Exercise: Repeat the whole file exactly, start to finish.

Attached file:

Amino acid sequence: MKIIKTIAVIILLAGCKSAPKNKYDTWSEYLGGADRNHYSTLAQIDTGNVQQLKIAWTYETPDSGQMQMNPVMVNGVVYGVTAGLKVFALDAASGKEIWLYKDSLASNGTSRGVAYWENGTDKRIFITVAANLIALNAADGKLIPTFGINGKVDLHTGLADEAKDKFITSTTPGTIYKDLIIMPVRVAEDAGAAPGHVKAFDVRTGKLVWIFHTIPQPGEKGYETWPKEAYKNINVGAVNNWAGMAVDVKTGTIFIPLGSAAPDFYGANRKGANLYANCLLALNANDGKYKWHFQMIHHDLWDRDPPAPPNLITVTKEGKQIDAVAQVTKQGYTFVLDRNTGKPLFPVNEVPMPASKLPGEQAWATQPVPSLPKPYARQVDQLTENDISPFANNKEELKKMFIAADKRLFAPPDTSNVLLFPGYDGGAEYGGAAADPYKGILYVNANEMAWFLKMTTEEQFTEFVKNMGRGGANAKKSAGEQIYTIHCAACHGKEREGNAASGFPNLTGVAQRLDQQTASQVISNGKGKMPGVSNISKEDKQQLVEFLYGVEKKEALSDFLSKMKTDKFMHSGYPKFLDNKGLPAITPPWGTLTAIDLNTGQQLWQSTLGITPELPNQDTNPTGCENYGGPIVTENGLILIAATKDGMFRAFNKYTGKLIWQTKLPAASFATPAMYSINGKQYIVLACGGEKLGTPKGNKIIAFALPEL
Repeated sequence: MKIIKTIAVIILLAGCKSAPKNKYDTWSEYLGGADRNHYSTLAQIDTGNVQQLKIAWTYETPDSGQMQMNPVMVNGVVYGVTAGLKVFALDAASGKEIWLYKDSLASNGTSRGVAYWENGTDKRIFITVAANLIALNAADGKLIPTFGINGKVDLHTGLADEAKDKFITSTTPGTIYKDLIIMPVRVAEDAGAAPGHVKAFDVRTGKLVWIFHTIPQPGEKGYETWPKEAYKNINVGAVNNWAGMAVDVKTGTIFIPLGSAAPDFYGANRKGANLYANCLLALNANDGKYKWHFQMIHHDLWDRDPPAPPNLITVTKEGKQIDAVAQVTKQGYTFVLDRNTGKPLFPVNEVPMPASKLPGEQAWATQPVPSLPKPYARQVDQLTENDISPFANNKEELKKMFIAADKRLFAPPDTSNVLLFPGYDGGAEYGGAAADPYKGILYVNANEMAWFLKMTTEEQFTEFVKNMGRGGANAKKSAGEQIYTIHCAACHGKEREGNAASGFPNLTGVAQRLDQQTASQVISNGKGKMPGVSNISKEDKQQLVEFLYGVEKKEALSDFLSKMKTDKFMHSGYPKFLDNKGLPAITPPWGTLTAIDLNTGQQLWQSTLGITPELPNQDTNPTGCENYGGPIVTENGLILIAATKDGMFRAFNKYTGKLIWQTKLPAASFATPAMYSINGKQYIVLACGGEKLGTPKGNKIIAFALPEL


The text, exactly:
Amino acid sequence: MKIIKTIAVIILLAGCKSAPKNKYDTWSEYLGGADRNHYSTLAQIDTGNVQQLKIAWTYETPDSGQMQMNPVMVNGVVYGVTAGLKVFALDAASGKEIWLYKDSLASNGTSRGVAYWENGTDKRIFITVAANLIALNAADGKLIPTFGINGKVDLHTGLADEAKDKFITSTTPGTIYKDLIIMPVRVAEDAGAAPGHVKAFDVRTGKLVWIFHTIPQPGEKGYETWPKEAYKNINVGAVNNWAGMAVDVKTGTIFIPLGSAAPDFYGANRKGANLYANCLLALNANDGKYKWHFQMIHHDLWDRDPPAPPNLITVTKEGKQIDAVAQVTKQGYTFVLDRNTGKPLFPVNEVPMPASKLPGEQAWATQPVPSLPKPYARQVDQLTENDISPFANNKEELKKMFIAADKRLFAPPDTSNVLLFPGYDGGAEYGGAAADPYKGILYVNANEMAWFLKMTTEEQFTEFVKNMGRGGANAKKSAGEQIYTIHCAACHGKEREGNAASGFPNLTGVAQRLDQQTASQVISNGKGKMPGVSNISKEDKQQLVEFLYGVEKKEALSDFLSKMKTDKFMHSGYPKFLDNKGLPAITPPWGTLTAIDLNTGQQLWQSTLGITPELPNQDTNPTGCENYGGPIVTENGLILIAATKDGMFRAFNKYTGKLIWQTKLPAASFATPAMYSINGKQYIVLACGGEKLGTPKGNKIIAFALPEL
Repeated sequence: MKIIKTIAVIILLAGCKSAPKNKYDTWSEYLGGADRNHYSTLAQIDTGNVQQLKIAWTYETPDSGQMQMNPVMVNGVVYGVTAGLKVFALDAASGKEIWLYKDSLASNGTSRGVAYWENGTDKRIFITVAANLIALNAADGKLIPTFGINGKVDLHTGLADEAKDKFITSTTPGTIYKDLIIMPVRVAEDAGAAPGHVKAFDVRTGKLVWIFHTIPQPGEKGYETWPKEAYKNINVGAVNNWAGMAVDVKTGTIFIPLGSAAPDFYGANRKGANLYANCLLALNANDGKYKWHFQMIHHDLWDRDPPAPPNLITVTKEGKQIDAVAQVTKQGYTFVLDRNTGKPLFPVNEVPMPASKLPGEQAWATQPVPSLPKPYARQVDQLTENDISPFANNKEELKKMFIAADKRLFAPPDTSNVLLFPGYDGGAEYGGAAADPYKGILYVNANEMAWFLKMTTEEQFTEFVKNMGRGGANAKKSAGEQIYTIHCAACHGKEREGNAASGFPNLTGVAQRLDQQTASQVISNGKGKMPGVSNISKEDKQQLVEFLYGVEKKEALSDFLSKMKTDKFMHSGYPKFLDNKGLPAITPPWGTLTAIDLNTGQQLWQSTLGITPELPNQDTNPTGCENYGGPIVTENGLILIAATKDGMFRAFNKYTGKLIWQTKLPAASFATPAMYSINGKQYIVLACGGEKLGTPKGNKIIAFALPEL